MIT aerospace engineers bond composite layers, producing a material that is substantially stronger and more resistant to damage than other advanced composites. (Illustration: Christine Daniloff/MIT)

The newest passenger jets are made primarily from advanced composite materials such as carbon fiber reinforced plastic — extremely light, durable materials. But composite materials are also surprisingly vulnerable: the many layers in composites can break apart due to relatively small impacts. MIT aerospace engineers have found a way to bond composite layers in such a way that the resulting material is substantially stronger and more resistant to damage than other advanced composites.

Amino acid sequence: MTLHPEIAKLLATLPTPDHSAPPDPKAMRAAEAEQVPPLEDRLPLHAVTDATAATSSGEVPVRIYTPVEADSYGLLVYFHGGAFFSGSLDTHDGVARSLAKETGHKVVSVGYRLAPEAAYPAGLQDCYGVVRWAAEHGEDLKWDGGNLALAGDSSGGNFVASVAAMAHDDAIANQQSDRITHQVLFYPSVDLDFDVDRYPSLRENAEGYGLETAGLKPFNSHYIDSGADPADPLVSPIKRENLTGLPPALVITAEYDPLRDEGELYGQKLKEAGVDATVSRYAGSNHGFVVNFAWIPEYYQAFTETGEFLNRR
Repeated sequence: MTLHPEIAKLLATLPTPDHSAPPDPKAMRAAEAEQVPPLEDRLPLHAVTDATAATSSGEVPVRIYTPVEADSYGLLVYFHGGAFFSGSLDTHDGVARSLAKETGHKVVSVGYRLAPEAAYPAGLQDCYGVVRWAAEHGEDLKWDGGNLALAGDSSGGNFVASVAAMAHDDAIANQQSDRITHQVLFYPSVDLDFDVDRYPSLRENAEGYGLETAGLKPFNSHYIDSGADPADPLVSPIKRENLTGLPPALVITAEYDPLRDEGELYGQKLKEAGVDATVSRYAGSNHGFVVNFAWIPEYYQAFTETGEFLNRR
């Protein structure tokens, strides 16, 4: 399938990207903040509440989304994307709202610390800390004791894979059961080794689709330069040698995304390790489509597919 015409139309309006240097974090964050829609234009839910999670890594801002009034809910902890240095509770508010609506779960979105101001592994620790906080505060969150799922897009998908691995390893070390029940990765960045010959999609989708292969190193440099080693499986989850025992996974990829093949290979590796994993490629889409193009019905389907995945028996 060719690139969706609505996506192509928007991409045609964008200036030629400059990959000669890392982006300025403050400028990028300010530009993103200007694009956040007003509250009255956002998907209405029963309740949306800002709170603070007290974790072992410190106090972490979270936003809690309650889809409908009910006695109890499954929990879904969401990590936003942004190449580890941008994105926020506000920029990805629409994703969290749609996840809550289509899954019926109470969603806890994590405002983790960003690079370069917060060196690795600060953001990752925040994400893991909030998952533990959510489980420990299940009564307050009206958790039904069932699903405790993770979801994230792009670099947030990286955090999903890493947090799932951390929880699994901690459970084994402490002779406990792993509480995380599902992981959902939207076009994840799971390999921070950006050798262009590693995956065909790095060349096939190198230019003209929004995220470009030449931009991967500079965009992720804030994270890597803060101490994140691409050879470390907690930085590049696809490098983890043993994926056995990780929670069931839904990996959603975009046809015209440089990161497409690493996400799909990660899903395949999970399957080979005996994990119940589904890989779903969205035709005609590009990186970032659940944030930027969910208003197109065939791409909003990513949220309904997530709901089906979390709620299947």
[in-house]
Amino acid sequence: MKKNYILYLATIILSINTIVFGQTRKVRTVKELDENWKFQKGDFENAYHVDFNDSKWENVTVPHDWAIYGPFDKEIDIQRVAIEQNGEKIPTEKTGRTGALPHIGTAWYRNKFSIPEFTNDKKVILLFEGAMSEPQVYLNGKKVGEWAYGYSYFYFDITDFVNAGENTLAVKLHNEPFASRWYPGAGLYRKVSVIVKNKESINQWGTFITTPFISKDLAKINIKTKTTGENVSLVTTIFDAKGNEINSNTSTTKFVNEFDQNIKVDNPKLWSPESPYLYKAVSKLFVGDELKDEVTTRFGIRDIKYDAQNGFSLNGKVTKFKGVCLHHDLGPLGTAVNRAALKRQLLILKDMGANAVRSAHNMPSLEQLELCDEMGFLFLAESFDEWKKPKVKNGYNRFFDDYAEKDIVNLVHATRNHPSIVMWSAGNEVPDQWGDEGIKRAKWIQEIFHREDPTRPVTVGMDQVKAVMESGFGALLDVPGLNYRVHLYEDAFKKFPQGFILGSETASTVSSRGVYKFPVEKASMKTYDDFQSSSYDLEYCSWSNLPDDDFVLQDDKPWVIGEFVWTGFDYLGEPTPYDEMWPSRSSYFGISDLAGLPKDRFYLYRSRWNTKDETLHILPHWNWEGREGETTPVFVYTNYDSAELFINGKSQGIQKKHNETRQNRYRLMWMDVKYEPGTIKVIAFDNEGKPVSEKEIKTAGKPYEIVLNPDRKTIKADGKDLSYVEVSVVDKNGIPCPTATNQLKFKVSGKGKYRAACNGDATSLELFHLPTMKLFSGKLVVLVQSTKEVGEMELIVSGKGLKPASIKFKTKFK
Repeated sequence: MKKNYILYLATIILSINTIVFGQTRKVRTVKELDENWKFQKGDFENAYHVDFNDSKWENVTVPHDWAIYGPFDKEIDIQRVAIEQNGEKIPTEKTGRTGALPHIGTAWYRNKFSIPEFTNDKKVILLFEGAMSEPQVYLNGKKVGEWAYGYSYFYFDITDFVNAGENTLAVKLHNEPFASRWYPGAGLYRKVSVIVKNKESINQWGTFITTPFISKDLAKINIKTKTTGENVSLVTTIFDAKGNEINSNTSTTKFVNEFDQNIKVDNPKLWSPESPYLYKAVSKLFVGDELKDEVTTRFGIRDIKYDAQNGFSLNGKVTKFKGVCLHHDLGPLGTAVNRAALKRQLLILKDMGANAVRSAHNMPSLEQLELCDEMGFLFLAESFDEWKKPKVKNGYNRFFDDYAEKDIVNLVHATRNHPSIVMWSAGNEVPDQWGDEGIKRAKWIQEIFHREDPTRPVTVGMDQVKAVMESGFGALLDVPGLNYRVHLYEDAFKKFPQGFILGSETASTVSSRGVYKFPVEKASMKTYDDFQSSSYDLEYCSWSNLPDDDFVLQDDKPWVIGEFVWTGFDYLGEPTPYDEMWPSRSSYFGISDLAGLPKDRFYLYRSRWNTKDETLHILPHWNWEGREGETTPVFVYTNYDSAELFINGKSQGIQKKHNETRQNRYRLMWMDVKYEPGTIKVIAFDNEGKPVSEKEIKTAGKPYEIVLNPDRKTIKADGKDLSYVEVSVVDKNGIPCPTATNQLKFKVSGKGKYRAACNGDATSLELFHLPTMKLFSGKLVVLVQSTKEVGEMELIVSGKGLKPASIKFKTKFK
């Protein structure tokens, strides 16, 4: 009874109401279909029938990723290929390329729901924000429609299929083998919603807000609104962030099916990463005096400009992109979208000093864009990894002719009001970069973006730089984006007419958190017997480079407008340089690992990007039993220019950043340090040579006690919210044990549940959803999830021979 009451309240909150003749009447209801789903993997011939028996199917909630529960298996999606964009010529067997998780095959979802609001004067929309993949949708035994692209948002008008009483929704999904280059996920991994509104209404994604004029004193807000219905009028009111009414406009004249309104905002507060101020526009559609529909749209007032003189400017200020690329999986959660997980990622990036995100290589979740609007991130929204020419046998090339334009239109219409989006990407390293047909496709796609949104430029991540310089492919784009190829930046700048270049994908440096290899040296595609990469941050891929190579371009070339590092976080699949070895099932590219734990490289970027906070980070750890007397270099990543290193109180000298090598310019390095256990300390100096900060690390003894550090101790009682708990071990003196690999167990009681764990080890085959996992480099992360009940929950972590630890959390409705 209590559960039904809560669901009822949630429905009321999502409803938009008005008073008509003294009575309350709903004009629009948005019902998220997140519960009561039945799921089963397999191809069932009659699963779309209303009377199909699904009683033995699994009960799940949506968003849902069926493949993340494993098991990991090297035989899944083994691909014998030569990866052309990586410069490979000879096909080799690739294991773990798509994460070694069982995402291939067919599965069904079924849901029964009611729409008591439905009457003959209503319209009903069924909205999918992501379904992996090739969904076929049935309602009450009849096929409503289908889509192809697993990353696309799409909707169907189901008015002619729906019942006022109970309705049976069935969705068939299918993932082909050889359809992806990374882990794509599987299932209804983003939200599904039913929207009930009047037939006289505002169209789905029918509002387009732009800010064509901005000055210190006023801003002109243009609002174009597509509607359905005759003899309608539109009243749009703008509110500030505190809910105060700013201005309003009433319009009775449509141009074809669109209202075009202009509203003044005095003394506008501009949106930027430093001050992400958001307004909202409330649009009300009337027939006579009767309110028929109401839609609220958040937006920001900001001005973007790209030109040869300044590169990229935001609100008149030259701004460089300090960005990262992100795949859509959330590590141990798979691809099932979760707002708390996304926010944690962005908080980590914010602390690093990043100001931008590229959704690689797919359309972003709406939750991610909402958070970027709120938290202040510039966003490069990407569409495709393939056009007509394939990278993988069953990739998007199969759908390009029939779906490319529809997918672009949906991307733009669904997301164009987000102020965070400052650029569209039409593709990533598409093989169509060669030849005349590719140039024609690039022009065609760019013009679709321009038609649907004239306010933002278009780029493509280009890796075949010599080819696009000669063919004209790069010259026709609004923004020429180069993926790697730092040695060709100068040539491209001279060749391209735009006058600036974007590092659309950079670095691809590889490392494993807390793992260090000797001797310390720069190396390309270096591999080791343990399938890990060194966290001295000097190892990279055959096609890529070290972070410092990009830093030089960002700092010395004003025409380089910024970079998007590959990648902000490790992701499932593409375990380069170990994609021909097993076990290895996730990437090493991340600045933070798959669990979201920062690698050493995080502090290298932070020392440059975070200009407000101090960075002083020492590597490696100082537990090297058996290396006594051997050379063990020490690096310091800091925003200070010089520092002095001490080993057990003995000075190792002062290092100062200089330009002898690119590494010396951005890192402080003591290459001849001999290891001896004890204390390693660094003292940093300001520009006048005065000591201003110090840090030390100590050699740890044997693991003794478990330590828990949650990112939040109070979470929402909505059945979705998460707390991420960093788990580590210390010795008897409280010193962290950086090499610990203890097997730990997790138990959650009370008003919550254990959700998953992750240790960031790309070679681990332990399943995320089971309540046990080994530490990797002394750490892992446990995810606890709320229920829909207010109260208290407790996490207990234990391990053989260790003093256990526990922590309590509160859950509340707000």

The researchers embedded tiny “forests” of carbon nanotubes within a glue-like polymer matrix, then pressed the matrix between layers of carbon fiber composites. The nanotubes, resembling tiny, vertically aligned stitches, worked themselves within the crevices of each composite layer, serving as a scaffold to hold the layers together. The team found that, compared with existing composite materials, the stitched composites were 30 percent stronger, withstanding greater forces before breaking apart.

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